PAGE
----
Steam powered cars were also an alternative option to gas and electric, but they were problematic with less mileage possible before needing more water. Road quality was particularly bad at this time with only cities and towns having decent surfaces for travelling on.

Electric vehicles became steadily more popular because they did not require the physical effort to start that was required for gasoline powered vehicles which used a hand crank and the awkward gear shifter was not necessary.

The early electric models built for mass consumption could be picked up for around $1,000 in the early part of the 20th century, but often the richer elite would buy more expensive bespoke models. This was the first time that motorists bought cars as status symbols with exotic interiors and expensive upholstery.

Electric vehicles continued to grow in popularity into the early 1920s with production peaking in 1912.

So clearly the electric car predated the internal combustion engine by a few decades and its cleaner attributes, less noisy engines and the fact it didn’t backfire, helped it dominate the car market into the early 20th century.

The Emergence of Gas Powered Vehicles

The decline of the electric vehicle was facilitated by a number of factors. The superior range of driving afforded by petrol engines, gave them a distinct advantage, and as society became less localised and communities became more spread out, the need to go further, faster, became more prevalent.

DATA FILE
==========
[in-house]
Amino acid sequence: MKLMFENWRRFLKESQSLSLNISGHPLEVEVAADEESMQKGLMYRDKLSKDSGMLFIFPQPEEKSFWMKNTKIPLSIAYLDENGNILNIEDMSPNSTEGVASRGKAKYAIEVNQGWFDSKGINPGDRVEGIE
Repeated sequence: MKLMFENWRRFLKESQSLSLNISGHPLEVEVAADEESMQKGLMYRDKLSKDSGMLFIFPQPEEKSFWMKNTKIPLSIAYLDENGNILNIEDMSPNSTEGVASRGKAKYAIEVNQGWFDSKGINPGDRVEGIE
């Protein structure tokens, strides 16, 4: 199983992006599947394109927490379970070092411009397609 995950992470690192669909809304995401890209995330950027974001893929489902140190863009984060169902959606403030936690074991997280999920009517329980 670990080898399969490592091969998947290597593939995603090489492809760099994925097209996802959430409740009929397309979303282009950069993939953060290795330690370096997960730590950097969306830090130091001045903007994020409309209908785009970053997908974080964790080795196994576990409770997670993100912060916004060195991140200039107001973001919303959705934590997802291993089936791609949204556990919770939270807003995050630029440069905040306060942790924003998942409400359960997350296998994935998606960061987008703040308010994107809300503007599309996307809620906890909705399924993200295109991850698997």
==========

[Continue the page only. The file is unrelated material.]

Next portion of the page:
As America reached the 1920s, the road system had improved dramatically, allowing for longer journeys in vehicles. With the new improved road network connecting cities, the demand for distance vehicles increased significantly. Electric cars would once again come to the fore as environmental concerns forced the car industry to search for alternatively fuelled vehicles. But for now the internal combustion engine was to leave electric vehicles behind as consumers demanded faster vehicles capable of travelling greater distances.

The abundance of crude oil led to a fall in the price of gasoline, which meant everyday motorists could afford longer trips. And soon new innovations were making motoring a less demanding pastime. The electric starter was developed by Charles Kettering in 1912 eliminated the need for the hand crank and the mass production of the internal combustion engine driven vehicle by Henry Ford made prices more affordable.

Ironically before her husband Henry’s mass production of gas-powered cars came to dominate the auto industry, Clara Ford drove a 1914 Detroit Electric, which is reported to have managed 80 miles without a charge

Unfortunately the electric vehicle could not compete with gas and the future of electrics appeared to have ran its course by the end of the 1930s. Had more research and foresight gone into electric car production, the tables might have been turned many believe. But the story doesn’t end here. Electric vehicles are now at the forefront of new technology in the motor industry and may yet still to come to dominate the motor car market and our roads once again.